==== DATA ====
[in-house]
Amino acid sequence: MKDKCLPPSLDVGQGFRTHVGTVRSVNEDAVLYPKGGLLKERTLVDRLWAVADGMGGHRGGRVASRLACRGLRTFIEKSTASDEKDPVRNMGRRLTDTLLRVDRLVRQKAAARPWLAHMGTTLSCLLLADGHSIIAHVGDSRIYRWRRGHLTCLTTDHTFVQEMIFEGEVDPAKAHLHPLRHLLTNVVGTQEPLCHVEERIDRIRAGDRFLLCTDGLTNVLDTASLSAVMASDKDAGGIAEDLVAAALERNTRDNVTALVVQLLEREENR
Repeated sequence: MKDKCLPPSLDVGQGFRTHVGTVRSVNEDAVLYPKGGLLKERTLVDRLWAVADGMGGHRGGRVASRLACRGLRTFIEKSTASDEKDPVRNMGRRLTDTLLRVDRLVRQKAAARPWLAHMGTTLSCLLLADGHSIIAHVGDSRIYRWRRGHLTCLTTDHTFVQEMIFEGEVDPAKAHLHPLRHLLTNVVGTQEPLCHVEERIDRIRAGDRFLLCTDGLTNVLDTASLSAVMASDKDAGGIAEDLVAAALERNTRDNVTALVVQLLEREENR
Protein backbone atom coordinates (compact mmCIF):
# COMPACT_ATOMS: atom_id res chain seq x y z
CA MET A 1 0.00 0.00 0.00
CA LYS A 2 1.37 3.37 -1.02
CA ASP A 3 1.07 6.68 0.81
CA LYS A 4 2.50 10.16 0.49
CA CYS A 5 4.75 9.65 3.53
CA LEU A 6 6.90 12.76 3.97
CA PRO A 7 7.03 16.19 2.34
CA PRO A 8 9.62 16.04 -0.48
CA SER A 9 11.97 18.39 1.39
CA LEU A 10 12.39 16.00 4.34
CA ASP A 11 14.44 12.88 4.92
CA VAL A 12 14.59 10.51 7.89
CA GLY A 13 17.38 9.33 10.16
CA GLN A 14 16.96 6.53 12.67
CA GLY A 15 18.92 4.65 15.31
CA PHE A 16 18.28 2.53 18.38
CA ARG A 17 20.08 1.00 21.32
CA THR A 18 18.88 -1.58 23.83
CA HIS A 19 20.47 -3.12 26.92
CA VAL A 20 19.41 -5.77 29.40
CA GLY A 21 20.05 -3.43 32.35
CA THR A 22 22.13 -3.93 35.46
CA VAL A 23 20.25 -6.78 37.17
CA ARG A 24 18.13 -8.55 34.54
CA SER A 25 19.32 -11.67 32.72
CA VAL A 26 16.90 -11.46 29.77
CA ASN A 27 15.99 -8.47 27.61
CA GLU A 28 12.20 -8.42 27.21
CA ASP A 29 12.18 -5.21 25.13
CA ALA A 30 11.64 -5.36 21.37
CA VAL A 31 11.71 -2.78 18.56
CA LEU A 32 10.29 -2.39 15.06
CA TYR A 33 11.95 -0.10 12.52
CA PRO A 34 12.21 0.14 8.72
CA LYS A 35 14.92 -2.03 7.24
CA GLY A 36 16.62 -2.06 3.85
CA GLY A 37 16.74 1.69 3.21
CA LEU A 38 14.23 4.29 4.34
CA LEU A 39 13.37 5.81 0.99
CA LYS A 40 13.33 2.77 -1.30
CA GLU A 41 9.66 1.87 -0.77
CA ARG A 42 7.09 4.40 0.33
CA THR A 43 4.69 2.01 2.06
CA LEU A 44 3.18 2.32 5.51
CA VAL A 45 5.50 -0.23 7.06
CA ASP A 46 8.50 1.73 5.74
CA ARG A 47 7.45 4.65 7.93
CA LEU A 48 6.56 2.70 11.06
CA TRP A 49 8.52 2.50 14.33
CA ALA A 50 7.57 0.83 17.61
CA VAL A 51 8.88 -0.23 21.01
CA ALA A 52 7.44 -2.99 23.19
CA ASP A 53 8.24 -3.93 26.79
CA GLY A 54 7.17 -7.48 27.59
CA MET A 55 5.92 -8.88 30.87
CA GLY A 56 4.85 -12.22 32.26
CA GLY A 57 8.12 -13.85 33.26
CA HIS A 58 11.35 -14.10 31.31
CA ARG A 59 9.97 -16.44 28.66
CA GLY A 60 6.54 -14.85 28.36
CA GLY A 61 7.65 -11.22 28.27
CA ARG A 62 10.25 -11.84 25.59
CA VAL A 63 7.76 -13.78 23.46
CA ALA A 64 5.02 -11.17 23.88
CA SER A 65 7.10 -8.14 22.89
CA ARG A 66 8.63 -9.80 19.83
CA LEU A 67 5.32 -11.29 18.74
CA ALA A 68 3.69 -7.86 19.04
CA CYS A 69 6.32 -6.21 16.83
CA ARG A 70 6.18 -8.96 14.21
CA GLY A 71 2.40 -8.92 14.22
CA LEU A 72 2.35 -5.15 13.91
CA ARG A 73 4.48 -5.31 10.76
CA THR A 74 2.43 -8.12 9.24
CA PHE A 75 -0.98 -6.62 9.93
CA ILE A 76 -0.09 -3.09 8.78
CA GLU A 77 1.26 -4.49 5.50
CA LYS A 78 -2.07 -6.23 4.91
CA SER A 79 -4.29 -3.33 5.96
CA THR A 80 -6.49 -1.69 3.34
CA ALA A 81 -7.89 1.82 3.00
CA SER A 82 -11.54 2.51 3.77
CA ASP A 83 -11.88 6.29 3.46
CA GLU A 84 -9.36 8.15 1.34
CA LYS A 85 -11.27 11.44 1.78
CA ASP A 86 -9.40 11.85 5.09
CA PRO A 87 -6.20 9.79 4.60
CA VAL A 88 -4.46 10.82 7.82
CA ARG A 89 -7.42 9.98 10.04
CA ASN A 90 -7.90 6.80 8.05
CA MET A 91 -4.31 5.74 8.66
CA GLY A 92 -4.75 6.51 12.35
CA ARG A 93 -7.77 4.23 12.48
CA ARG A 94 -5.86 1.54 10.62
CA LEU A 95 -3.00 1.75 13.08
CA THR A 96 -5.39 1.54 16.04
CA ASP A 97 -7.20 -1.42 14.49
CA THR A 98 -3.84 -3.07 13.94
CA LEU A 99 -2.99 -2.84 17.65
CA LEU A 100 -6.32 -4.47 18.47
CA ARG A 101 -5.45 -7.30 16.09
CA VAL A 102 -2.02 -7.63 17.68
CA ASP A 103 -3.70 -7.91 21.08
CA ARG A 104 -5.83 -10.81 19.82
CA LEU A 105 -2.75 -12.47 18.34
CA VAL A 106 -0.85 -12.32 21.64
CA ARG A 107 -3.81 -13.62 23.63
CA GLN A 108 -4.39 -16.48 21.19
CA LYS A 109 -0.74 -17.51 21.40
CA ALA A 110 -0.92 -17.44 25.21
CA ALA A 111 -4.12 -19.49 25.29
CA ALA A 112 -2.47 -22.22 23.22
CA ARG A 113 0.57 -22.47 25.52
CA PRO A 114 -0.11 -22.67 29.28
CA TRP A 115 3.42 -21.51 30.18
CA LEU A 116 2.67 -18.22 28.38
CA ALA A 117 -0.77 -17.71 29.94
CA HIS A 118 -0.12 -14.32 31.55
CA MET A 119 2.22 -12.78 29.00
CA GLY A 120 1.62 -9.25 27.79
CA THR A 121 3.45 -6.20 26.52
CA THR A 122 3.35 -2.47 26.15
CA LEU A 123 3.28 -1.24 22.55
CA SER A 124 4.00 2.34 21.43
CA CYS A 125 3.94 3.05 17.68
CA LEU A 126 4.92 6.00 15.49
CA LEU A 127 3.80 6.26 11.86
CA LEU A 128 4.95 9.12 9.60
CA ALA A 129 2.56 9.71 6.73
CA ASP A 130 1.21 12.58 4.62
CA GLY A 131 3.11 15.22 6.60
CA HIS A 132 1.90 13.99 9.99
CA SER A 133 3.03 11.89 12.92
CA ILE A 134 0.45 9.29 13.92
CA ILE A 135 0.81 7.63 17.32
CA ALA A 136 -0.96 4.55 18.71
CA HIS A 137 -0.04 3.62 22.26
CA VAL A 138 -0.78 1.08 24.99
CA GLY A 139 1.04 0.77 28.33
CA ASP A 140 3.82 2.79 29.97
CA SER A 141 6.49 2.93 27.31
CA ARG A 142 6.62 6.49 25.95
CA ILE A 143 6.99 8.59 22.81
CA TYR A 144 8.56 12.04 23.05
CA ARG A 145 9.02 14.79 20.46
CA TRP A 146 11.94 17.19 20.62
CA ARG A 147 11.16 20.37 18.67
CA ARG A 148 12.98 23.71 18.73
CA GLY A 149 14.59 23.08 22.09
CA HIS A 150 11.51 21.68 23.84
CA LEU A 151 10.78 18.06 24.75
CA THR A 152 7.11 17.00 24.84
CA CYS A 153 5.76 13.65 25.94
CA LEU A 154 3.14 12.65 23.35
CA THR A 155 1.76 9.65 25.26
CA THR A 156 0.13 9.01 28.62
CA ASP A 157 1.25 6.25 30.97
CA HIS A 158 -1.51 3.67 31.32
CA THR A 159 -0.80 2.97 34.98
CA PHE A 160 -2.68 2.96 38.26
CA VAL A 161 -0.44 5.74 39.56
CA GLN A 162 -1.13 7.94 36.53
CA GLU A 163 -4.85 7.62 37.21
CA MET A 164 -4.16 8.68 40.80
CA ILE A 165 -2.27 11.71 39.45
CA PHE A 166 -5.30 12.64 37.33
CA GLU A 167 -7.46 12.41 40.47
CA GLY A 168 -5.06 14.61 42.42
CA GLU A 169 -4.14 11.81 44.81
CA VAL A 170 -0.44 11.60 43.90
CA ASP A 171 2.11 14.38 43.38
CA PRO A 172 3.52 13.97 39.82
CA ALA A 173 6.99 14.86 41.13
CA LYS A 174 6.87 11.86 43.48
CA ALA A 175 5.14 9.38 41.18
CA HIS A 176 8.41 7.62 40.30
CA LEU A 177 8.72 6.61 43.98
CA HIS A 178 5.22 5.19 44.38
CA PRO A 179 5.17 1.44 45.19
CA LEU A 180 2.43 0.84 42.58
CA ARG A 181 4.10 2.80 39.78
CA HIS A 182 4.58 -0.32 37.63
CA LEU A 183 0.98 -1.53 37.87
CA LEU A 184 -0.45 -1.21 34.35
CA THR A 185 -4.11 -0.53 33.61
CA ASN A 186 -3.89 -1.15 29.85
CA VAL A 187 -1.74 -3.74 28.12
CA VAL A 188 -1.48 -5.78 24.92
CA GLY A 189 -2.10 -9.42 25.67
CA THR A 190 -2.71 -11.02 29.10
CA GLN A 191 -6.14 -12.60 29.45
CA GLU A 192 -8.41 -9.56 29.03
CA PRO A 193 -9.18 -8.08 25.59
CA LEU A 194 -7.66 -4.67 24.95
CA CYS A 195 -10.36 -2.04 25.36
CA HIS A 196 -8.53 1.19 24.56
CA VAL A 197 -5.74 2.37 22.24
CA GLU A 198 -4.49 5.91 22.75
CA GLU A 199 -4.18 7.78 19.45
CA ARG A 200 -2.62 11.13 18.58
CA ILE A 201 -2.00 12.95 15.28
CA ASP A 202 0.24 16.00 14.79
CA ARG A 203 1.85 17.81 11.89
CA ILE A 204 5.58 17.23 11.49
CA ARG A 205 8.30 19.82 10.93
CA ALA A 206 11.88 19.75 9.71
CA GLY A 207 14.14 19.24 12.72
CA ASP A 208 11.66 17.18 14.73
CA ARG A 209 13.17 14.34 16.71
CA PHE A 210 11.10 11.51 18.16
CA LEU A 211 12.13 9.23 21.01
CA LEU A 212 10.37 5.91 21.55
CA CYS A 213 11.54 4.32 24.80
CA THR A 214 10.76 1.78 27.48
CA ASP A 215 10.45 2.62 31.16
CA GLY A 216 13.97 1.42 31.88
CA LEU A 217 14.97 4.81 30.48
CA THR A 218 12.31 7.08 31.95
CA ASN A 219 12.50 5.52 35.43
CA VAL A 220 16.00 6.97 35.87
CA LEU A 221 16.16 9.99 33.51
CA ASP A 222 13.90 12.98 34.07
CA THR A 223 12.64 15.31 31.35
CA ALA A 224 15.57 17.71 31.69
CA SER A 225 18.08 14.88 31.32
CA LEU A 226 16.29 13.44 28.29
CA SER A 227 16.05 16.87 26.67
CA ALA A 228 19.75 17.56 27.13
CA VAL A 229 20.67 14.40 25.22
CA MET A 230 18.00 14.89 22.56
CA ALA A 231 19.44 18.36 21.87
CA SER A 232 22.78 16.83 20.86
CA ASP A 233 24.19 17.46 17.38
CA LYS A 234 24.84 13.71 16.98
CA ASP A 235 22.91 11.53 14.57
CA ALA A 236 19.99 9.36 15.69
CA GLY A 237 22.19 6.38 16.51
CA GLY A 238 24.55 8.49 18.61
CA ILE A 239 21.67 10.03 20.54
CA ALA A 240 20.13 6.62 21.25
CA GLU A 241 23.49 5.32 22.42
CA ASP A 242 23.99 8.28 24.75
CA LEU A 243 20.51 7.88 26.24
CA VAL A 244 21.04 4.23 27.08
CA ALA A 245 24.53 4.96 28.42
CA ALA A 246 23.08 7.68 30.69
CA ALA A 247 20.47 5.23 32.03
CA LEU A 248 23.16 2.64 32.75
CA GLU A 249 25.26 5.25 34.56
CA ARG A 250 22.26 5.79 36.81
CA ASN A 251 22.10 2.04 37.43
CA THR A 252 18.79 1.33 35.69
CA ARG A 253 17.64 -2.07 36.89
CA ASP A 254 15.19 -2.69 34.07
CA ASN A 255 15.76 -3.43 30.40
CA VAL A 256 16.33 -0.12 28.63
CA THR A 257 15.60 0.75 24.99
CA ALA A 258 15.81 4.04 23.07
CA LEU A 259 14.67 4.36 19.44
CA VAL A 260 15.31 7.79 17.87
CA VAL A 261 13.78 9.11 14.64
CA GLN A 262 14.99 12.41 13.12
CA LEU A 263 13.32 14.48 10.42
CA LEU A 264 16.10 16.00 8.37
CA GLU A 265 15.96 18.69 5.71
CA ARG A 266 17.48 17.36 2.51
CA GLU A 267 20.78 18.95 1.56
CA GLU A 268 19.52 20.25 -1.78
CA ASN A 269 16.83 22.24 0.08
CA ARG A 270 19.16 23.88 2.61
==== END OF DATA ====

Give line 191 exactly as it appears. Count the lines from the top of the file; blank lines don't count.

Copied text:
CA ASN A 186 -3.89 -1.15 29.85